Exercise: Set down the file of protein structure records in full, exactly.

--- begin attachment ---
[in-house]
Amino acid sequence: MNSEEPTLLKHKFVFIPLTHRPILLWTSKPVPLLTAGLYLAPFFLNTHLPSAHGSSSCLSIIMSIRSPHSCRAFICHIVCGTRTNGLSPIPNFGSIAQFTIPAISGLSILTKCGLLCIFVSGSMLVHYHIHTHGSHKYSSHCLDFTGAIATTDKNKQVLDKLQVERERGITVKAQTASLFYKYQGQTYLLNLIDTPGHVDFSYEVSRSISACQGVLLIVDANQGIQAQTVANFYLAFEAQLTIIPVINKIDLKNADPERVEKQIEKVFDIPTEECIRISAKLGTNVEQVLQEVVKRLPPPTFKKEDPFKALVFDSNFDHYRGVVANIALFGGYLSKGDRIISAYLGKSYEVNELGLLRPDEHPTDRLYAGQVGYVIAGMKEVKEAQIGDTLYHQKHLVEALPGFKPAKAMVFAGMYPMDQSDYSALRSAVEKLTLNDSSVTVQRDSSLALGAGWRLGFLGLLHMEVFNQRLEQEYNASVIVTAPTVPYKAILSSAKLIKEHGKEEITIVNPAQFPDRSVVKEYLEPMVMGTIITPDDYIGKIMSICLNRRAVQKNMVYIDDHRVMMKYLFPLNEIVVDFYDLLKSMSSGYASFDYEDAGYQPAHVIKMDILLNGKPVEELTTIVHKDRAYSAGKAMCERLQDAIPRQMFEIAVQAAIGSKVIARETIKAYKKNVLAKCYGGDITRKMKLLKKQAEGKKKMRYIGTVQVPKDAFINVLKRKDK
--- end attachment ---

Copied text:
[in-house]
Amino acid sequence: MNSEEPTLLKHKFVFIPLTHRPILLWTSKPVPLLTAGLYLAPFFLNTHLPSAHGSSSCLSIIMSIRSPHSCRAFICHIVCGTRTNGLSPIPNFGSIAQFTIPAISGLSILTKCGLLCIFVSGSMLVHYHIHTHGSHKYSSHCLDFTGAIATTDKNKQVLDKLQVERERGITVKAQTASLFYKYQGQTYLLNLIDTPGHVDFSYEVSRSISACQGVLLIVDANQGIQAQTVANFYLAFEAQLTIIPVINKIDLKNADPERVEKQIEKVFDIPTEECIRISAKLGTNVEQVLQEVVKRLPPPTFKKEDPFKALVFDSNFDHYRGVVANIALFGGYLSKGDRIISAYLGKSYEVNELGLLRPDEHPTDRLYAGQVGYVIAGMKEVKEAQIGDTLYHQKHLVEALPGFKPAKAMVFAGMYPMDQSDYSALRSAVEKLTLNDSSVTVQRDSSLALGAGWRLGFLGLLHMEVFNQRLEQEYNASVIVTAPTVPYKAILSSAKLIKEHGKEEITIVNPAQFPDRSVVKEYLEPMVMGTIITPDDYIGKIMSICLNRRAVQKNMVYIDDHRVMMKYLFPLNEIVVDFYDLLKSMSSGYASFDYEDAGYQPAHVIKMDILLNGKPVEELTTIVHKDRAYSAGKAMCERLQDAIPRQMFEIAVQAAIGSKVIARETIKAYKKNVLAKCYGGDITRKMKLLKKQAEGKKKMRYIGTVQVPKDAFINVLKRKDK